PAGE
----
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Region’s rubbish ends up in geopark


Clean-up crew: Trainee policemen from the Langkawi Police Academy hauling bags of rubbish from boats to the shore.

Clean-up crew: Trainee policemen from the Langkawi Police Academy hauling bags of rubbish from boats to the shore.

LANGKAWI: Shampoo bottles with all-Chinese labels; drink containers and food wrappers with Thai words; instant noodle polystyrene cups with instructions in Indonesian – these are some of the flotsam that mars the beauty of the island’s geoparks.

Sea currents owing to the archipelago’s location between the Straits of Malacca and the Andaman Sea cause the parks to be the unfortunate recipients of rubbish dumped into the sea by neighbouring countries.

“In parts of the park like Teluk Dalam and Pasir Panjang, almost all the rubbish washed up comes from Thailand or Indonesia.

“There’s nothing we can do about it except to maintain intense cleaning efforts,” said Langkawi Development Authority (Lada) public relations officer Khairulnizam Abdul Ghalim.

The nature of the rubbish became apparent after 1,200 volunteers fanned out into the 83sq km of the Kilim Karst Geoforest Park on Saturday.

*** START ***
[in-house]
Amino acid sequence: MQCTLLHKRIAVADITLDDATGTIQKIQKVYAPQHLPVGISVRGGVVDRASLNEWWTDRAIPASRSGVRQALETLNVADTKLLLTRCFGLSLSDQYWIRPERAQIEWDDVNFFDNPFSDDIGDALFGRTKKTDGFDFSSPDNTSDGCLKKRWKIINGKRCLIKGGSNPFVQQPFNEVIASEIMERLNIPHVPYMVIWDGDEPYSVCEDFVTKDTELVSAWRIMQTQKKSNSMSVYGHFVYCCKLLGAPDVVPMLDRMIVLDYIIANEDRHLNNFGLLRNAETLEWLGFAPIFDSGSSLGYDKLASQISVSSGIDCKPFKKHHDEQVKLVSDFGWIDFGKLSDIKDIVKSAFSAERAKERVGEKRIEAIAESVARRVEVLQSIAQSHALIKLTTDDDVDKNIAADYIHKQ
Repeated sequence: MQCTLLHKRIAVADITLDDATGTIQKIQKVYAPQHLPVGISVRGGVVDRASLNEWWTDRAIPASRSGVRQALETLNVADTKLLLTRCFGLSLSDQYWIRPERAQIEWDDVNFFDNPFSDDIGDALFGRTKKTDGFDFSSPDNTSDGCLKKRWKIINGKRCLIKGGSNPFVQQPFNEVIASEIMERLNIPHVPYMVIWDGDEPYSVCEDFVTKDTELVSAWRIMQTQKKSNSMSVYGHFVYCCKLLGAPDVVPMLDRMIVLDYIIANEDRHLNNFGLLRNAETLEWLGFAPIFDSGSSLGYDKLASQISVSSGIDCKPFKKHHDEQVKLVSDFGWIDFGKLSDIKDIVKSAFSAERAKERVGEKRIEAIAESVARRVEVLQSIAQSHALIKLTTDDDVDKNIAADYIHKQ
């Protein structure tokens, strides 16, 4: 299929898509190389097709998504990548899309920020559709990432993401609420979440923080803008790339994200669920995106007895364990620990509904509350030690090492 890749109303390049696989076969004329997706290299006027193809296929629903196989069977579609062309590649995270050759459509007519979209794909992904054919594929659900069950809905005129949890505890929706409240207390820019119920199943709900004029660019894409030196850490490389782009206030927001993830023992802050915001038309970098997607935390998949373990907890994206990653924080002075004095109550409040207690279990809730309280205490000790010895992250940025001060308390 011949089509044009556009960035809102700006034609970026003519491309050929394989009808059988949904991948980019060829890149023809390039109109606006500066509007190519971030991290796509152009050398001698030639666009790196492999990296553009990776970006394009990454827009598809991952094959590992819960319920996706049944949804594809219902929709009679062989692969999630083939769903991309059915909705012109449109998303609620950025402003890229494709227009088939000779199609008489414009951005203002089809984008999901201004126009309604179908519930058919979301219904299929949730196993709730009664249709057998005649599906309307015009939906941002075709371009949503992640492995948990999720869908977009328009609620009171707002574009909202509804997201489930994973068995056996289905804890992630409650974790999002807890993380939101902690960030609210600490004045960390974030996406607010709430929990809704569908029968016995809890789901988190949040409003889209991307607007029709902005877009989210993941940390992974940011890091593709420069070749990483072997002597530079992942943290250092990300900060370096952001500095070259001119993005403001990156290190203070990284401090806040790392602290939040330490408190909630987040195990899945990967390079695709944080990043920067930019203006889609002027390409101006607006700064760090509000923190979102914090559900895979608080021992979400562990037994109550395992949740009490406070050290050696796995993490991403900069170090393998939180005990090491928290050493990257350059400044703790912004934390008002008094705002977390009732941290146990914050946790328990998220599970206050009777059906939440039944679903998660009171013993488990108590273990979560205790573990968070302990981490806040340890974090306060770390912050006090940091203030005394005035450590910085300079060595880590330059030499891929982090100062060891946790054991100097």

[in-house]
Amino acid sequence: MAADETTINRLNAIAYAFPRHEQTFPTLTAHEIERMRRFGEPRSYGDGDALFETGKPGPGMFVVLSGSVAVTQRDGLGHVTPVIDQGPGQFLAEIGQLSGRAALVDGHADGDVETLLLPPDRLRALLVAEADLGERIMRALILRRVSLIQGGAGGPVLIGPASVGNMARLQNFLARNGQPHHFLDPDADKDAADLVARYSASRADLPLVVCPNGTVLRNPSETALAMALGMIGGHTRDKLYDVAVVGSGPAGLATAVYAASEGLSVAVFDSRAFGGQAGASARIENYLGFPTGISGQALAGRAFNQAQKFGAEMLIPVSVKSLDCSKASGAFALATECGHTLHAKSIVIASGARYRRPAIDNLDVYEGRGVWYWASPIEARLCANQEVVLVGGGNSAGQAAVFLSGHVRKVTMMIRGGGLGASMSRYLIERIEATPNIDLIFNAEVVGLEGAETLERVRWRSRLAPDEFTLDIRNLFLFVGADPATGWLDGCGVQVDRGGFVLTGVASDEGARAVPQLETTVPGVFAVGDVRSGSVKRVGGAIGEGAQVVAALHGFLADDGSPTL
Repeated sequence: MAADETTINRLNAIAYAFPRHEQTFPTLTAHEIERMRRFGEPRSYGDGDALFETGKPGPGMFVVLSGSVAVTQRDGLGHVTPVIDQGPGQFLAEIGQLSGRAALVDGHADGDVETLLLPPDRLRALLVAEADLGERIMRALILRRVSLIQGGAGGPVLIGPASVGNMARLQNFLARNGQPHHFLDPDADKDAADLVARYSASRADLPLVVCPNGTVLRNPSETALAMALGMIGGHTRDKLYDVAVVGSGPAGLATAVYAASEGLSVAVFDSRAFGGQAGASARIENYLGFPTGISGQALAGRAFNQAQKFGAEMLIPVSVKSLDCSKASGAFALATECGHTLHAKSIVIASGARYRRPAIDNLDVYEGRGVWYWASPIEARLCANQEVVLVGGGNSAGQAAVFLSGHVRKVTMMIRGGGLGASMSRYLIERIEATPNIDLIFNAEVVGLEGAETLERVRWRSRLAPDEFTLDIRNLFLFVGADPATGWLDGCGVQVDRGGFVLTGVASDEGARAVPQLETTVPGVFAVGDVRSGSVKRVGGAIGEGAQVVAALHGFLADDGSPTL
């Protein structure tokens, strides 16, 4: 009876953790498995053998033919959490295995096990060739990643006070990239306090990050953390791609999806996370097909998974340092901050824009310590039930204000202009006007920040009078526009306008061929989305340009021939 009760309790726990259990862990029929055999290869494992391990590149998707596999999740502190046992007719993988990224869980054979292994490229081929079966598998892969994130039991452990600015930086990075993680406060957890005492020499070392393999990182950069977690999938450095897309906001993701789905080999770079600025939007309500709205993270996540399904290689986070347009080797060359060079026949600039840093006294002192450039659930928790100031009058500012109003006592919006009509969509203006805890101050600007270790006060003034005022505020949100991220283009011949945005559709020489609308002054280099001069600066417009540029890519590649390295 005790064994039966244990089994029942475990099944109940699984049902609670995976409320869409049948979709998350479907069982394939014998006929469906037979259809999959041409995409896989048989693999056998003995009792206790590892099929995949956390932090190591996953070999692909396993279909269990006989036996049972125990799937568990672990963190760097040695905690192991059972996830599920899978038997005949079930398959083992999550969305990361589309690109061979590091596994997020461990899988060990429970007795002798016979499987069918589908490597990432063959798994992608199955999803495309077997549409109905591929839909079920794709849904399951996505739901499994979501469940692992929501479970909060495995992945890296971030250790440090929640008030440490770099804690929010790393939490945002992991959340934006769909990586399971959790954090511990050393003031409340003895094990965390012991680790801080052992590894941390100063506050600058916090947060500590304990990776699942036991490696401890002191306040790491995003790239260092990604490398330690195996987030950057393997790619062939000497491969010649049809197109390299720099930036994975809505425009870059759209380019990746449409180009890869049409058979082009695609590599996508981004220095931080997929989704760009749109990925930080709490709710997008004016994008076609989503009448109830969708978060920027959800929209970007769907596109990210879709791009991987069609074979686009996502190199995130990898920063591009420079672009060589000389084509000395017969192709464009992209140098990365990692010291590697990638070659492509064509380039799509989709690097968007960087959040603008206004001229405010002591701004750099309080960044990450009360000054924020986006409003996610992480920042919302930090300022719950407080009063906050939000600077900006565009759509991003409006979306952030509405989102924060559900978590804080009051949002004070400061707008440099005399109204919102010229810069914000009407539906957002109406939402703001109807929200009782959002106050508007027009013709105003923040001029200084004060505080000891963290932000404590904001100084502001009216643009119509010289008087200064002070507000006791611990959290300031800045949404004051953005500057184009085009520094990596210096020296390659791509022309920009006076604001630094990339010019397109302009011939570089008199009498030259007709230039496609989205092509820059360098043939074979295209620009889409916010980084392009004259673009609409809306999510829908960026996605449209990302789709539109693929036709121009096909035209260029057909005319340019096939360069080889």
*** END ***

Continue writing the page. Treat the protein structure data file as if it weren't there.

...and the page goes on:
They used 100 boats skippered by naval officers and spent about three hours combing the shores of the limestone islands and rivers snaking through the mangrove swamps for rubbish.

Several more sweeper boats were employed to collect the bags of rubbish from the volunteers.

Nearly all the flotsam picked up were plastic discards in myriad forms and chunks of polystyrene, though fluorescent lamp tubes, ropes from ships were also found.

“The volunteers collected 4.5 tonnes of rubbish which had a volume of about 20 cubic metres,” Khairulnizam said.

The cleanup was organised by the Rotary Club of Langkawi with the support of Lada, Langkawi Naval Region III and several public agencies and private companies.

Khairulnizam said Lada’s cleaning crew would go out every spring tide when the water level is highest.

“We collect over 50 big plastic bags of rubbish each time.”

Depending on wind directions, he said between 30% and 50% of rubbish collected would be from either Thailand or Indonesia.

However, he estimated that 50% to 70% of the rubbish originated from Malaysia’s northern states.

“We hope those in Kedah, Perlis and Penang will realise that when they throw rubbish indiscriminately into the drains, there is a chance that it ends up here.

“This is the oldest limestone islands and mangrove swamps in the country and we need all Malaysians to help us protect it.”

sea , rubbish , langkawi

   

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